Nabil, wearing a gray T-shirt and sitting in the defendants pen, gave no reaction and his face remained still as the verdict was read. He made no comment to reporters as he was immediate led outside to a prison truck.

Seconds after he was loaded into the truck and the door closed, an Associated Press reporter heard the sound of a slap from inside the vehicle and a shriek of pain from Nabil.

[From Jihadwatch.org.]

I wonder how long before India starts the witchhunt of bloggers. I am guessing a year or so. Book and movie banning is a pretty regular event given Indian secularism. Recently I was warned by a fellow blogger to not write anything that might upset religious sentiments.

Author: Atanu Dey


16 thoughts on “Hell and Censorship”

  1. Atanu,

    I am less certain of censorship in India(maybe foolishly so!) Essentially, I am counting on our plurality to revent any such restriction of free speech from being imposed.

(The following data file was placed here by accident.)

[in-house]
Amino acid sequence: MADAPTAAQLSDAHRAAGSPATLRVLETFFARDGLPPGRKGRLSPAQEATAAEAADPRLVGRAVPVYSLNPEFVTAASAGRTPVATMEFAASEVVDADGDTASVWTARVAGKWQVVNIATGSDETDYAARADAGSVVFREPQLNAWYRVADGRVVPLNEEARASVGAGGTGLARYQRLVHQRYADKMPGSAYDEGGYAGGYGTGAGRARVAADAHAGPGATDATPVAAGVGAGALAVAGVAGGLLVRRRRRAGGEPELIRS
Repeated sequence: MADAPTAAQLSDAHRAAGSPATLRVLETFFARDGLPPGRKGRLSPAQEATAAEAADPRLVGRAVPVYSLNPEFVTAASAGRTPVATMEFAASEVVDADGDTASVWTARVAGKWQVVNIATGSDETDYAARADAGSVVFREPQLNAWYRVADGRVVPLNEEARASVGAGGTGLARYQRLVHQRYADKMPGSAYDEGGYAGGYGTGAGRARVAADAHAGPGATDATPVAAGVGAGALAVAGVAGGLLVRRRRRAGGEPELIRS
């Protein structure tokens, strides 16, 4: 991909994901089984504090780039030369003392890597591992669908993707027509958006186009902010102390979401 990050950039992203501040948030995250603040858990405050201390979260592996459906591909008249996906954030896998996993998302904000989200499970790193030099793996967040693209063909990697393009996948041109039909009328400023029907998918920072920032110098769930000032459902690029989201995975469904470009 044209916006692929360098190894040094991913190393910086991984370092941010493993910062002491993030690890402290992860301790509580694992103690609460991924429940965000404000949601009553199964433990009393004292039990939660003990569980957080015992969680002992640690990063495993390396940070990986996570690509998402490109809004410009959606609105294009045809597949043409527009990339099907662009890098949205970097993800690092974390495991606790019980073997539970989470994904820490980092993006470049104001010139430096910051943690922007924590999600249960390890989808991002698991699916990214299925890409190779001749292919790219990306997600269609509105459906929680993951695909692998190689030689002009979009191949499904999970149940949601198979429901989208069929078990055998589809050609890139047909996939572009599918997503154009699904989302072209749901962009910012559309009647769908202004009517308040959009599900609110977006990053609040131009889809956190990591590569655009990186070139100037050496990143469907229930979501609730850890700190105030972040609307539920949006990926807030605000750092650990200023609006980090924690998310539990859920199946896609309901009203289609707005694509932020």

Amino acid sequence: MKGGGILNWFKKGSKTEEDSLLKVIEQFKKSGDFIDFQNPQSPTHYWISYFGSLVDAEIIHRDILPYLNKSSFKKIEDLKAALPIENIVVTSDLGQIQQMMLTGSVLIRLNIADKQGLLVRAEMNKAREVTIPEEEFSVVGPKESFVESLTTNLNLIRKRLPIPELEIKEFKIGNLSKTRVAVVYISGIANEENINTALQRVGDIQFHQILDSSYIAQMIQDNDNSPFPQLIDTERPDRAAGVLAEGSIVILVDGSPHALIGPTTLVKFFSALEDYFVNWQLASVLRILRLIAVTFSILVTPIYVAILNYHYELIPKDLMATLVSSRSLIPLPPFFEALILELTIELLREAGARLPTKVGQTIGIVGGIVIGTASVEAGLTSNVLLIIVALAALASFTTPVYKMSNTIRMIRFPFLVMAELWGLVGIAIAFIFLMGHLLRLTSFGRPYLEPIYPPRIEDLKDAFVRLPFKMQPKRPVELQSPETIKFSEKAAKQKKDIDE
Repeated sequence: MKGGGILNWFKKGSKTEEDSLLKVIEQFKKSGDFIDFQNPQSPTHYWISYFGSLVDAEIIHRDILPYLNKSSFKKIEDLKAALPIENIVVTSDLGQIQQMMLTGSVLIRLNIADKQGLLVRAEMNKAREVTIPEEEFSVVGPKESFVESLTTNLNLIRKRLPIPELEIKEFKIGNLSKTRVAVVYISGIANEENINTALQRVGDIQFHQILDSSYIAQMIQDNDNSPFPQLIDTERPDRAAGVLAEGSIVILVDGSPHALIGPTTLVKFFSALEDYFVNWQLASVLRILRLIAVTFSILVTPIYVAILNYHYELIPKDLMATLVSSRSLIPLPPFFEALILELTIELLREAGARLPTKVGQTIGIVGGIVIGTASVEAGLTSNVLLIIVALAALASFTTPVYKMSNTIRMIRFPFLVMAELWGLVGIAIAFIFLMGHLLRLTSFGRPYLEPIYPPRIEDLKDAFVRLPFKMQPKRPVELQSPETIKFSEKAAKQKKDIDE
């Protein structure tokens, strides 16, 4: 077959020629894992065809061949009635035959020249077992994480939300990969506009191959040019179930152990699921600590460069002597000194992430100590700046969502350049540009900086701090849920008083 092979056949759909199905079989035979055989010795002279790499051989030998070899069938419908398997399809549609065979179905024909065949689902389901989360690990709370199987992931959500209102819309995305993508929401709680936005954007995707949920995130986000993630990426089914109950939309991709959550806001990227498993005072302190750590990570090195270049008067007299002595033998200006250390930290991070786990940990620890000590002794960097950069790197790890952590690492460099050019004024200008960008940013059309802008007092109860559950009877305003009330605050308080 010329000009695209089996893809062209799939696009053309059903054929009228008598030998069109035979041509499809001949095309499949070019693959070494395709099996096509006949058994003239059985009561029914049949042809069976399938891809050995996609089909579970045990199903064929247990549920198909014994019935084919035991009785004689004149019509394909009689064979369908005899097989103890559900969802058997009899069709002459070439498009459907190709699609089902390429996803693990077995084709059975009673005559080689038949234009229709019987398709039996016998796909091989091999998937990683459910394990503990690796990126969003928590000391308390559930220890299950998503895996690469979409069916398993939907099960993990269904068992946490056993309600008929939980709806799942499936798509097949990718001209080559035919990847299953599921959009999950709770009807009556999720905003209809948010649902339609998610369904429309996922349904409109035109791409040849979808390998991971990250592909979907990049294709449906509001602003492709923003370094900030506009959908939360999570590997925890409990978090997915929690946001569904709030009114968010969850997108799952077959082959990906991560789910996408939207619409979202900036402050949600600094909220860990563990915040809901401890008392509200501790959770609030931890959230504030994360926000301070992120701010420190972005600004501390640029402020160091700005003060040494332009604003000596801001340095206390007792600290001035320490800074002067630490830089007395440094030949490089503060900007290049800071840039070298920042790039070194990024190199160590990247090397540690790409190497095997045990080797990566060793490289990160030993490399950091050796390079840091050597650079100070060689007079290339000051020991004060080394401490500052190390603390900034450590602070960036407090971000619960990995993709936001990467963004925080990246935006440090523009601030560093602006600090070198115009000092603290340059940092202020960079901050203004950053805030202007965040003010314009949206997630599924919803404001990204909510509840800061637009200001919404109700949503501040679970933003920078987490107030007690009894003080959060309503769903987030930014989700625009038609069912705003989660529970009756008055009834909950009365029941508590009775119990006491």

2. Censorship exists in india in a very Evil way.
    There is no other word to use but i wouldnt have got my point accoss if i said “in a very bad way.”

    Lets See all copies of a movie Kissa Kursi ka were burned by Randira Gandhi.
    Naipauls books were banned and many others including the famous Salman Rushdie.
    And guess what a famous writer Khushwant Singh who has complained about freedom of speech in india was responsible for doing so.

    And look at the bitch slapping some kids received in Meruth by a fat bitch of a cop who was showing of for the camera.

    Now its perfectly normal for opposite sex to attract and get together at parks,
    and in the name of morality people have censored behavior, writing, movies and what not.

    This is why I think indian entrepreneurs wont get any where.